The story begins in Ancient Greece, before the marriage of King Theseus to Hippolyta. A noble named Egeus brings his daughter before the king, because she is being disobedient. Hermia is supposed to marry Demetrius, but instead wants to marry Lysander.
Theseus tells Hermia that she has to listen to her father, because he is to her “as a god.” She has one other choice than to marry the man her father picked. Her choice is:
Either to die the death, or to abjure
For ever the society of men.
Therefore, fair Hermia, question your desires,
Know of your youth, examine well your blood,(70)
Whether, if you yield not to your father's choice,
You can endure the livery of a nun (Act 1, Scene 1)
So, that’s it. Marry, or become a nun. Your choice! It’s that or death.
Lysander tells Hermia that he has “a widow aunt” across the woods. He tells her he will go hide out with her and they can marry. Unfortunately, Hermia has the bad idea to tell Helena about this. This is the beginning of chaos.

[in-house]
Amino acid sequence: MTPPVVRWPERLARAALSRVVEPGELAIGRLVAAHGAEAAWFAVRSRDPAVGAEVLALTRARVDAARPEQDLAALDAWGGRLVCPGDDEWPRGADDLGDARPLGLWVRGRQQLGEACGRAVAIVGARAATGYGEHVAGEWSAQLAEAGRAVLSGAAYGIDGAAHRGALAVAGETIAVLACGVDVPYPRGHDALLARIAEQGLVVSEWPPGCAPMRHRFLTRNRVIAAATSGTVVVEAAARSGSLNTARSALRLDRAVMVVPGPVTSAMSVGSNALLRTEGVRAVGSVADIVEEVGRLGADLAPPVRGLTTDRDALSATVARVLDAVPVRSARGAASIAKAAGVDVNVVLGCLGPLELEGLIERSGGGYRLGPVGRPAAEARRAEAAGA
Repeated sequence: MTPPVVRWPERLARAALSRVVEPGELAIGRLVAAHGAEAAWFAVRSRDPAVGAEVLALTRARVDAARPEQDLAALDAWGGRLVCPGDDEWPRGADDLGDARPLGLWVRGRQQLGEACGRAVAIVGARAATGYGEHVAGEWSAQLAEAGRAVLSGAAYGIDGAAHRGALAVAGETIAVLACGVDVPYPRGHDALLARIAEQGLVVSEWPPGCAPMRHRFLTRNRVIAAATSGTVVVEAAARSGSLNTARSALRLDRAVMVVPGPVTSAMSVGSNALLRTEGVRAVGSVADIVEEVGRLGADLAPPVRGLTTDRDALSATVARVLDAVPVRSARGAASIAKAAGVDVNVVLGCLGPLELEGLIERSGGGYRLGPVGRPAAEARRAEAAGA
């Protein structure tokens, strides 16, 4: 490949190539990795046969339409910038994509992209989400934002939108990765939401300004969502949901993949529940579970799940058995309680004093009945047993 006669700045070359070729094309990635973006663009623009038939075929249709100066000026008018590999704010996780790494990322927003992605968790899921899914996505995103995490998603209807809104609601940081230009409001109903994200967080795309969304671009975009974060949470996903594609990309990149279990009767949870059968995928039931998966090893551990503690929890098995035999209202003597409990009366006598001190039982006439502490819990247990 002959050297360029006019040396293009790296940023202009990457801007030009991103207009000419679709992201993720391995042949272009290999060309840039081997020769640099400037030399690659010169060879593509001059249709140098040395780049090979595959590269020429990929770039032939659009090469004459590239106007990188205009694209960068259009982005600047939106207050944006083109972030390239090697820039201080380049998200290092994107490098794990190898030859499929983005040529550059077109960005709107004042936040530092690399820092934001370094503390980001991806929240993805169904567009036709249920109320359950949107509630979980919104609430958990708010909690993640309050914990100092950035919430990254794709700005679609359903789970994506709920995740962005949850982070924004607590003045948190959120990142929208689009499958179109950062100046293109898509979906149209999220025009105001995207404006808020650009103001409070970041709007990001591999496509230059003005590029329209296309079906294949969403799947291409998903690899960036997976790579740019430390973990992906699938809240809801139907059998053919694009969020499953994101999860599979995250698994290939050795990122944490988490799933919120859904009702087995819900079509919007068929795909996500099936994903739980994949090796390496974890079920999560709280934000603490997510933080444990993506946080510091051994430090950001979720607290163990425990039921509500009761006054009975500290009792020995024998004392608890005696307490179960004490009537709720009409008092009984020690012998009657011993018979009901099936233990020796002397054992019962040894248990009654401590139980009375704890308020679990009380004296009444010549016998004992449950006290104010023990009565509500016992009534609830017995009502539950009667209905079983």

It happens like this: Helena is upset because she is in love with Demetrius, and even though Hermia is not interested in Demetrius, Helena is jealous of her.
Were the world mine, Demetrius being bated,
The rest I'd give to be to you translated.
O, teach me how you look, and with what art(195)
You sway the motion of Demetrius' heart!
I frown upon him, yet he loves me still. (Act 1, Scene 1)
She gets so frustrated trying to convince Hermia that she does not love her boyfriend that she tells her where she is going. This is going to be trouble later!
In the second scene of Act One, a group of craftsman, or mechanicals, are rehearsing a play to perform for Theseus’s wedding. The wedding play is Pyramus and Thisbe, which happens to be about two doomed lovers. None of the men are professional actors, and they are all hilariously inept. Quince is in charge, and Bottom is the one who thinks he is the best actor and wants to play every part. Throughout the first meeting he is incorrigible. In this scene they distribute the parts. Bottom ends up with Pyramus.
This play is funny and sweet. Don't even bother trying to keep the pairs of lovers straight, because the right ones won't be paired up for long! Wait until the fairies get involved. Then the real fun begins.